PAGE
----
Context: The vagus nerves supply the neck viscera, heart, lungs and gastrointestinal tract. They join around the oesophagus to form the oesophageal plexus.

Question: Would damage to one vagus nerve in the neck have significant impact on heart rate and gastrointestinal tract function?

Thoughts: If the heart and GIT lie below the oesophageal plexus, which then continue in the inferior direction towards the cardiac and gastric plexuses, then surely a major functional failure in either the heart or GIT would require damage to both vagus nerves (?). I'm trying to make sense of the effect of their fusion, and whether or not this provides a compensating mechanism in the event that one of the two nerves is damaged.

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    $\begingroup$ It depends how they're damaged. Pressed on so that they fire continuously and simply severed so that no firing happens have different results. $\endgroup$
    – Resonating
    Oct 30, 2015 at 16:26
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    $\begingroup$ @Hernandez - it also depends "where" they are damaged. There are branches that we routinely encounter during stomach operations that, if we damaged, would have very different effects compared to damaging the vague as it descends through the neck in the carotid sheath. More distal injury (i.e. further away from the brain) would likely be less debilitating than more proximal injury. $\endgroup$ Nov 24, 2015 at 22:45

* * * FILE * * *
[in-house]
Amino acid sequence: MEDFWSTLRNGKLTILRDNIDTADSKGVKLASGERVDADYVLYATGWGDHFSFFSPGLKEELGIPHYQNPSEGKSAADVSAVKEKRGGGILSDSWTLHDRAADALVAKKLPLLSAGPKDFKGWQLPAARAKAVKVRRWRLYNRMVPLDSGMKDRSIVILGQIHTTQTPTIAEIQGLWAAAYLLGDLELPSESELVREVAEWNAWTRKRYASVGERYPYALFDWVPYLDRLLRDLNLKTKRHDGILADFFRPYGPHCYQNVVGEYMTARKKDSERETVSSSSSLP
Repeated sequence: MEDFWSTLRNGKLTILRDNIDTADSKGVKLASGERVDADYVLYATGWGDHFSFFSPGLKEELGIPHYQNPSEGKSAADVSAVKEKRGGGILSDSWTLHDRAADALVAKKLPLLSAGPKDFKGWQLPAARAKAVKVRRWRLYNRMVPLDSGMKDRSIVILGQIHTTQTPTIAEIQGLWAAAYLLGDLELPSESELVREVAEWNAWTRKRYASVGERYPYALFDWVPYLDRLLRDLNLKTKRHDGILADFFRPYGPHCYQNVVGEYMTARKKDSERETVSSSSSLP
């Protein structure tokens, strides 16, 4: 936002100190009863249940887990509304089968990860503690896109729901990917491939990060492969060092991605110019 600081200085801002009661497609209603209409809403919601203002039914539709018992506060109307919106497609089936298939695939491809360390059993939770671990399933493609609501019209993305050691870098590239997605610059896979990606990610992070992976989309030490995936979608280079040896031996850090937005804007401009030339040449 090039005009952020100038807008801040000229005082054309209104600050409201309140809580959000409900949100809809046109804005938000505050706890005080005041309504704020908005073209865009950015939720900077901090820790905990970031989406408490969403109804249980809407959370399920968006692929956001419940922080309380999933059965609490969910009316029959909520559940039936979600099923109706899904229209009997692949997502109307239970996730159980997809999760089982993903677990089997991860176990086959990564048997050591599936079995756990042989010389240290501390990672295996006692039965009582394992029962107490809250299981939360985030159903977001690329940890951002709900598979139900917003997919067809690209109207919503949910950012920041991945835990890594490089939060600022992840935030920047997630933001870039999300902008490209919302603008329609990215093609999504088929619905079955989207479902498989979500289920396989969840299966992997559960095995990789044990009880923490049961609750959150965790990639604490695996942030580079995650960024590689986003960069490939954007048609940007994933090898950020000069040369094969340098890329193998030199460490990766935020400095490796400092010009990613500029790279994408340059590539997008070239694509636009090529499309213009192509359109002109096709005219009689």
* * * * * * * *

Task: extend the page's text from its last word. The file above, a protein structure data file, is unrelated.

• $\begingroup$ @Hernandez - how high of a injury in the neck or how low of an injury in the neck? $\endgroup$ Nov 25, 2015 at 5:23
  • $\begingroup$ I was thinking more of damage at the level of the neck. I guess if it occurs before the nerves join to supply fibres to the cardiac and coeliac plexi, parasympathetic functions relating to heart activity and the GIT would remain relatively untouched. Perhaps only the more superior pharyngeal innervations would be affected by such damage. $\endgroup$
    – Hernandez
    Nov 25, 2015 at 5:38
  • $\begingroup$ To qualify that further, I was thinking of damage above the level of the C6 vertebral body. $\endgroup$
    – Hernandez
    Nov 25, 2015 at 5:45

1 Answer 1


Would damage to one vagus nerve in the neck have significant impact on heart rate and gastrointestinal tract function?

Not that much, because fibers from both sides are fused, so each nerve carries about a 50% of fibers originated from the one side and about 50% from the contro-lateral. Consider that fibers are rewired after each plexus.


wikipedia page about vagus nerve

wikipedia category about vagus nerve


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